Who doesn’t like getting an extra paycheque every month?
There are many ways you can accomplish such a thing. You could take on a side job, or maybe start a small part-time business. You could even purchase a rental property, which is a popular option among Canadians.
But the problem with all of those options is that they require time. Between working the day job, family responsibilities, and keeping the house maintained, most folks I know don’t have a whole lot of extra time to exchange for money. Even if you own a rental property is mostly a hands-off investment—especially if you employ a property manager—there’s still going to be work that needs to be done. Hiring it out is an option, but that limits your profit.
My favourite way to receive extra cash each month is through good old-fashioned dividend payments. For as little as a $20,000 investment, you could secure yourself a $100 monthly raise for the rest of your life, all without lifting a finger.
A 6% dividend yield might not seem realistic in today’s world of low interest rates, but don’t let the naysayers fool you. There are plenty of high-quality Canadian stocks that pay consistent and dependable dividends in excess of 6% annually, and on a monthly basis, too. Let’s look at three that would look good in your portfolio.
Artis Real Estate Investment Trust (TSX:AX.UN) is one of Canada’s largest owners of property, with more than 16 million square feet worth of leasable area over 185 different locations in Canada, as well as eight million square feet spread over 56 properties in the United States. About half of its portfolio is in office towers, with the rest divided among industrial and retail uses.
Shares have struggled lately, as investors are concerned that Alberta’s oil slump will lead to a reduced bottom line, as well as general concerns about interest rates creeping up. While these are certainly issues, I think they won’t end up being a big deal. Most of Artis’ tenants in the energy sector are the large players, who aren’t about to shut down just because of the latest downturn.
This gives investors an opportunity to pick up shares at a yield of almost 7.5%. And with a payout ratio of just over 75%, investors can rest well at night knowing the dividend is secure.
Corus Entertainment Inc. (TSX:CJR.B) is an underrated free-cash-flow machine that is being beaten down by a problem I believe is being blown out of proportion.
Corus owns quite a few Canadian specialty television channels, including Teletoon, Treehouse, YTV, CMT, The W Network, Cosmo TV, and the Western Canadian rights to HBO. Thanks to a new mandate from the CRTC allowing folks to pick and choose cable channels without having to buy a bundle, more than 30% of investors’ shares have sold off.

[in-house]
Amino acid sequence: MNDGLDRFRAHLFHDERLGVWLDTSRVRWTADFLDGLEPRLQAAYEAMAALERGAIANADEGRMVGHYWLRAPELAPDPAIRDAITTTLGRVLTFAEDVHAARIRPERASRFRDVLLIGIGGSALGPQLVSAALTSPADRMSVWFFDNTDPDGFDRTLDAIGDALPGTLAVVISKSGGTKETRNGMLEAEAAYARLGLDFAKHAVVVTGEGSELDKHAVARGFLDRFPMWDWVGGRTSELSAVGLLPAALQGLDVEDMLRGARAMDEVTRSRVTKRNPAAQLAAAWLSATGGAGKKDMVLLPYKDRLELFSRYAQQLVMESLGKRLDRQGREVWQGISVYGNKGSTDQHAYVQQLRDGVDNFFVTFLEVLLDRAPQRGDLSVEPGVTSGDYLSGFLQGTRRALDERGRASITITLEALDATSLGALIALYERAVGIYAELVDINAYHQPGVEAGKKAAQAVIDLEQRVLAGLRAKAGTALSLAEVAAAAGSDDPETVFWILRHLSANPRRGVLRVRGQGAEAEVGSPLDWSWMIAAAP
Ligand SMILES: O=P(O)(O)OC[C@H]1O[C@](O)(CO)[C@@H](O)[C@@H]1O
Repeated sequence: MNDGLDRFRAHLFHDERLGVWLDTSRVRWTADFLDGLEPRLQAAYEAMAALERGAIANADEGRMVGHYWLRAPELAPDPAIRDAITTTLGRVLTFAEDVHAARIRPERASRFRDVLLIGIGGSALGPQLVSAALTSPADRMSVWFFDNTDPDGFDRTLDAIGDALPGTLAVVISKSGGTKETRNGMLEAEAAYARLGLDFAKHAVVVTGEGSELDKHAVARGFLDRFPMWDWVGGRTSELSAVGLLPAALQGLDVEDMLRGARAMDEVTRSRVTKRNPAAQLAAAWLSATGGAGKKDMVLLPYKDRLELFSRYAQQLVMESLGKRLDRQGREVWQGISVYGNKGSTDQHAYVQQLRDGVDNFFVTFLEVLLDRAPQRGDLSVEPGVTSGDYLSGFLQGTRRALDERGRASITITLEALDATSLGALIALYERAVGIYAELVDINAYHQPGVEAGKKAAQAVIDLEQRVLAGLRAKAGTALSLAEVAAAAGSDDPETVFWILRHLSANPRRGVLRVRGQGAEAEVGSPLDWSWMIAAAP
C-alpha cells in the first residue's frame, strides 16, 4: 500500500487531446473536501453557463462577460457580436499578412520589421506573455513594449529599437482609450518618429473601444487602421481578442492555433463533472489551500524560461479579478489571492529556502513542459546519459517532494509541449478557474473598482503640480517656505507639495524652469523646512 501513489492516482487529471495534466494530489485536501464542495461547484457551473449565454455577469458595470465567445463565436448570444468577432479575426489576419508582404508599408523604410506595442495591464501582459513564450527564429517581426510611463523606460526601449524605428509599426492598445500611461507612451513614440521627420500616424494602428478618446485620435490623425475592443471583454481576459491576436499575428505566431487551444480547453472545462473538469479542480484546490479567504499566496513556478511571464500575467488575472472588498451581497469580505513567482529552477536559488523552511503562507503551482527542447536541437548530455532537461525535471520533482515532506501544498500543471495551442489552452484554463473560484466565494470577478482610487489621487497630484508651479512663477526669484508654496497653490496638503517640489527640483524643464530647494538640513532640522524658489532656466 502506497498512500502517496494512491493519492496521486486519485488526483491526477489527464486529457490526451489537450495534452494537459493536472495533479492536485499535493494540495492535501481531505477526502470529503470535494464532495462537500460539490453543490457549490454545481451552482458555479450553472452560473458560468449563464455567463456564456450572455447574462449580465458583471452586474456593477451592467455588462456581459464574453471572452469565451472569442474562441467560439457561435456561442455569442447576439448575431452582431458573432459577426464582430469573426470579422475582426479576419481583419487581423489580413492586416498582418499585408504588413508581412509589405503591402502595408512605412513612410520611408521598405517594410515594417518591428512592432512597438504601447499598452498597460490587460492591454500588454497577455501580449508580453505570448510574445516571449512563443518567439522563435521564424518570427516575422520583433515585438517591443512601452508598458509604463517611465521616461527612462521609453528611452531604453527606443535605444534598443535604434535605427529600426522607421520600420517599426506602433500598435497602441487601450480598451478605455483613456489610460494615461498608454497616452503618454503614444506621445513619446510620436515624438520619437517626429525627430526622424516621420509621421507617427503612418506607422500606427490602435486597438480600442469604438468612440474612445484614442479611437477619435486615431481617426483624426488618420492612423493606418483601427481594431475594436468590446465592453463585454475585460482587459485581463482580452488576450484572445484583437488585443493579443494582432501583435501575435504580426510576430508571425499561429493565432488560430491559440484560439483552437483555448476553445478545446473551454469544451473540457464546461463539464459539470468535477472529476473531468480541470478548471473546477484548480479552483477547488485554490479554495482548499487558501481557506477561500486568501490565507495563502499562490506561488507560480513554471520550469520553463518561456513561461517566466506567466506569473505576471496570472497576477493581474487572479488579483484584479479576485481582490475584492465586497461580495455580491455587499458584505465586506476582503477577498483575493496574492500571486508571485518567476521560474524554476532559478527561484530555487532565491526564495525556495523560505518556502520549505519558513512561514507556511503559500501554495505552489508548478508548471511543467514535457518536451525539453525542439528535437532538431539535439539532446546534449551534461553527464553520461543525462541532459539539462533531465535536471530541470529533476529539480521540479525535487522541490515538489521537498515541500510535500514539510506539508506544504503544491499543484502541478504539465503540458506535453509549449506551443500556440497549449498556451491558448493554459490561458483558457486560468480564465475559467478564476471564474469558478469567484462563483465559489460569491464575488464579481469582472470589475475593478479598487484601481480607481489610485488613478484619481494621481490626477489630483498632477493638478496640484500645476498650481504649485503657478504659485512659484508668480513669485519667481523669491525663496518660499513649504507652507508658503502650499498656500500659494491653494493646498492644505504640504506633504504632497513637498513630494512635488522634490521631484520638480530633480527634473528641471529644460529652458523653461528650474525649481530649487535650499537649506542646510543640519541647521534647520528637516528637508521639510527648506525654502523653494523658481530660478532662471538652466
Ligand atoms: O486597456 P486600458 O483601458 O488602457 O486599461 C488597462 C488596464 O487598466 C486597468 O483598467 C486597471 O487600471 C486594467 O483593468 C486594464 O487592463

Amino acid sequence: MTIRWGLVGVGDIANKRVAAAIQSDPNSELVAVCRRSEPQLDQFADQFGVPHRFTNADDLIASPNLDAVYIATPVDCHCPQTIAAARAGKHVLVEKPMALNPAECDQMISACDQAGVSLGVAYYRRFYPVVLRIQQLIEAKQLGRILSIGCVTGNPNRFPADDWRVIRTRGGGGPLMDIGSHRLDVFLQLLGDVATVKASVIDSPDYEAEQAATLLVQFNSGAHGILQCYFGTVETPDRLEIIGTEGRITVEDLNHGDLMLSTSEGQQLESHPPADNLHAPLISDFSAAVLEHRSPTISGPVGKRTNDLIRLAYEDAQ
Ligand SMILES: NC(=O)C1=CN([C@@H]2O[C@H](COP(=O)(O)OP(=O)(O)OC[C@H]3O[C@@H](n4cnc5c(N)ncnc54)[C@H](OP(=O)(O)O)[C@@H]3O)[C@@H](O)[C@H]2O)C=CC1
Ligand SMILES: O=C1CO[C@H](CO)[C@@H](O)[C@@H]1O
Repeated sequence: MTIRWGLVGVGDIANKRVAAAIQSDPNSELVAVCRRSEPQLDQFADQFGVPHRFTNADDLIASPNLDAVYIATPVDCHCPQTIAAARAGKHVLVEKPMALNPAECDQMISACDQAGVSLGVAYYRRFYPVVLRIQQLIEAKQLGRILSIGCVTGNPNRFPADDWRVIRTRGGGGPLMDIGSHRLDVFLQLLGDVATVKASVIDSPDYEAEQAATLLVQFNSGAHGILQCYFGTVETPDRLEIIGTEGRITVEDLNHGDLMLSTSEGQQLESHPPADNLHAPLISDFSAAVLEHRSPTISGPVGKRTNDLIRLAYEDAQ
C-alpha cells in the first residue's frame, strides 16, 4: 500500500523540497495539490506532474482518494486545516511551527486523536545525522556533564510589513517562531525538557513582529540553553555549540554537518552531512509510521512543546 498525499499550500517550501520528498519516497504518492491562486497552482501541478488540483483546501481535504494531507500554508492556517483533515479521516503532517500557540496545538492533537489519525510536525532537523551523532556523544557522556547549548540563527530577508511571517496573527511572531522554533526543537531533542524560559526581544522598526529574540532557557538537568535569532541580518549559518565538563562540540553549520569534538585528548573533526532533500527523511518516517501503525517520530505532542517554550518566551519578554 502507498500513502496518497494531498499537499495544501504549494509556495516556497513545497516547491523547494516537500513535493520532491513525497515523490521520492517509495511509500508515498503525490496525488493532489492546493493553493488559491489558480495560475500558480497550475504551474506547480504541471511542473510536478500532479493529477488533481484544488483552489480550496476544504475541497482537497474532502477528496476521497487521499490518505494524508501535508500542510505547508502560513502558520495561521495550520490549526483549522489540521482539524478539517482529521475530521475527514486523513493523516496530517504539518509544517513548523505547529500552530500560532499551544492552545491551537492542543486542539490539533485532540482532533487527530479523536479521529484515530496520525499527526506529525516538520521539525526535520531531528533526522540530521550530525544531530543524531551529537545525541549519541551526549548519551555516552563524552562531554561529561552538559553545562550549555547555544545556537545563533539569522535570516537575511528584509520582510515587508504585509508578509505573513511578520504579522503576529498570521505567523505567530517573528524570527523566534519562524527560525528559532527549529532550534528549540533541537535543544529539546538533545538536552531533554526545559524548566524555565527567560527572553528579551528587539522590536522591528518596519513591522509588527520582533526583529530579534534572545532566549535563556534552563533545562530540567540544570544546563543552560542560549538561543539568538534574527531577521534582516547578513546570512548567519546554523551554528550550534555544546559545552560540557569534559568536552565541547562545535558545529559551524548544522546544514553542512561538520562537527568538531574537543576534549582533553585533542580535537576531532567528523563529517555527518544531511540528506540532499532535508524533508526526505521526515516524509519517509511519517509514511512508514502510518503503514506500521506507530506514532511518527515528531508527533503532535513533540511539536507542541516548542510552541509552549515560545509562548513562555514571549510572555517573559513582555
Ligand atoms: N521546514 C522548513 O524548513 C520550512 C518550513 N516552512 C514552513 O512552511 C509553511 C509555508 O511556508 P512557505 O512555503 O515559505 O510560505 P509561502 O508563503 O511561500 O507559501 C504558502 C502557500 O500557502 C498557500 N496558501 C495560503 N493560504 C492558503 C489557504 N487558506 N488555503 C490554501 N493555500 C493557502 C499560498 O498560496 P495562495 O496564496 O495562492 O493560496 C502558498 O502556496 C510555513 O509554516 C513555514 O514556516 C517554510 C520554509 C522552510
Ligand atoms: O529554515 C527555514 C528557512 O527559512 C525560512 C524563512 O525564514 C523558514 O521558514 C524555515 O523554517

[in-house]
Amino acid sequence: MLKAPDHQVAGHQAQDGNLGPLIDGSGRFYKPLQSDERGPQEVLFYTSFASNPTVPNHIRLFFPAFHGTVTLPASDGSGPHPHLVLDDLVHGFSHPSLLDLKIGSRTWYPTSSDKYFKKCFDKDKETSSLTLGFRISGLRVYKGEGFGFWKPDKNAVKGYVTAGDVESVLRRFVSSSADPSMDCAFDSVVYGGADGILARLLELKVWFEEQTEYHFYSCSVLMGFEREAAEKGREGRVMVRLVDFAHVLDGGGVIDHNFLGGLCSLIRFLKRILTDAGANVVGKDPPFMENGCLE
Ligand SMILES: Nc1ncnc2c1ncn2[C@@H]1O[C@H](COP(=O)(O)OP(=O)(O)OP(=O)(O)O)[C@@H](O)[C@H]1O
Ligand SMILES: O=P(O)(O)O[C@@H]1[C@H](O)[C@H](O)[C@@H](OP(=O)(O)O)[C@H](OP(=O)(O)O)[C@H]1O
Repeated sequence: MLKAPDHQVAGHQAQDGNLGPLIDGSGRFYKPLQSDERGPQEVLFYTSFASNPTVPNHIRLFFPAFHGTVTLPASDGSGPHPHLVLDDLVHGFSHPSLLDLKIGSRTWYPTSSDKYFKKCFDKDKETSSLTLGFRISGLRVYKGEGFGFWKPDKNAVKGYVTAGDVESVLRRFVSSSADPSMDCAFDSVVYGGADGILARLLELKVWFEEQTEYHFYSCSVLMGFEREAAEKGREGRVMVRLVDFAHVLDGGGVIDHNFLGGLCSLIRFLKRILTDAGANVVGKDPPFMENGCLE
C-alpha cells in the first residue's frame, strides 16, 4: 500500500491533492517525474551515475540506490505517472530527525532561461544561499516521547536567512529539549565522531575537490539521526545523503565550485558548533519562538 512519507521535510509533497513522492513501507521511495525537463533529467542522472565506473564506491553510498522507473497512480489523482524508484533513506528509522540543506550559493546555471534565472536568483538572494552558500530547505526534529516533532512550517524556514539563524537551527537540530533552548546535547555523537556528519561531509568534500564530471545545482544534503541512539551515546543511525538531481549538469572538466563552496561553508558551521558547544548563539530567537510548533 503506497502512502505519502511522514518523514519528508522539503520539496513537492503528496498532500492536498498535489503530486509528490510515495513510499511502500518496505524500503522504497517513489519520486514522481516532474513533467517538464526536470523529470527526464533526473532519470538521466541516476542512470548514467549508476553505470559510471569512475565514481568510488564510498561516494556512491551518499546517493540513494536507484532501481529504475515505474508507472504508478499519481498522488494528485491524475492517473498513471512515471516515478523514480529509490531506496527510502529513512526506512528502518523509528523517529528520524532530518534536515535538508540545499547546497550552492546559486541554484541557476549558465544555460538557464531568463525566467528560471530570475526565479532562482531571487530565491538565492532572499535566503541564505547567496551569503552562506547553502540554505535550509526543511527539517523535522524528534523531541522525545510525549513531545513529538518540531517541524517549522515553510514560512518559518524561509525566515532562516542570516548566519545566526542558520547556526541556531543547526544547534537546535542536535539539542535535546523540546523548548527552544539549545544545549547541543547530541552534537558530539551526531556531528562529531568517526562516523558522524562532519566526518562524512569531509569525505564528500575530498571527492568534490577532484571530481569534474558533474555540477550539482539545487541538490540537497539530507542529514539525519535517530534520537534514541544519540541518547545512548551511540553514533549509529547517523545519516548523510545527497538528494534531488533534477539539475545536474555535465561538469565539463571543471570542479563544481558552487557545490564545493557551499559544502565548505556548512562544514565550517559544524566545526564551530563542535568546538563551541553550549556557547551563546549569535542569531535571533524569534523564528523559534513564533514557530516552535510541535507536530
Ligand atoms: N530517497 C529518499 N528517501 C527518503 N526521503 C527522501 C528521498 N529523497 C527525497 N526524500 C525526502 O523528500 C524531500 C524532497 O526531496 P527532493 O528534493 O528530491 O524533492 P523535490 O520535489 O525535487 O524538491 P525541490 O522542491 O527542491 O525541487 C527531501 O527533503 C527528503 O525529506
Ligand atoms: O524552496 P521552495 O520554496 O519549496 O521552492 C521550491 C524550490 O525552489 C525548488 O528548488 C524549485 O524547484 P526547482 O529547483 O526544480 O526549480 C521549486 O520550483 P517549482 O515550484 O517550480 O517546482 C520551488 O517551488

Management thinks the market is overreacting. Corus reaffirmed its free-cash-flow guidance for 2015 would still be around $180 million, which puts the stock at just eight times free-cash-flow. And since the 6.4% dividend only costs about half of the company’s free cash flow annually, it’s about as safe as 6% yields get.
Boston Pizza Royalties Income Fund (TSX:BPF.UN) has become Canada’s largest casual dining chain, with sales of more than $1 billion over 350 restaurants from coast to coast. The company has come a long way since former RCMP officer Jim Treliving quit the force in 1968 to open a location in Penticton, B.C.
It’s such a simple business. The Income Fund takes 7% of each franchisee’s sales for letting it use the name and trademark. Each franchisee also pays 2-3% of sales towards marketing, which the parent company then pools together and spends. Since there’s very little in overhead, investors can count on those franchise fees to deliver consistent dividends.
The current yield is 6%, and the company has raised dividends three times since converting from an income trust to a corporation in 2011. The fund does have a high payout ratio, but Boston Pizza is an established brand and continues to remain popular with consumers. It’s not going away anytime soon.
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This article represents the opinion of the writer, who may disagree with the “official” recommendation position of a Motley Fool premium service or advisor. We’re Motley! Questioning an investing thesis — even one of our own — helps us all think critically about investing and make decisions that help us become smarter, happier, and richer, so we sometimes publish articles that may not be in line with recommendations, rankings or other content.
Fool contributor Nelson Smith owns shares of Corus Entertainment Inc.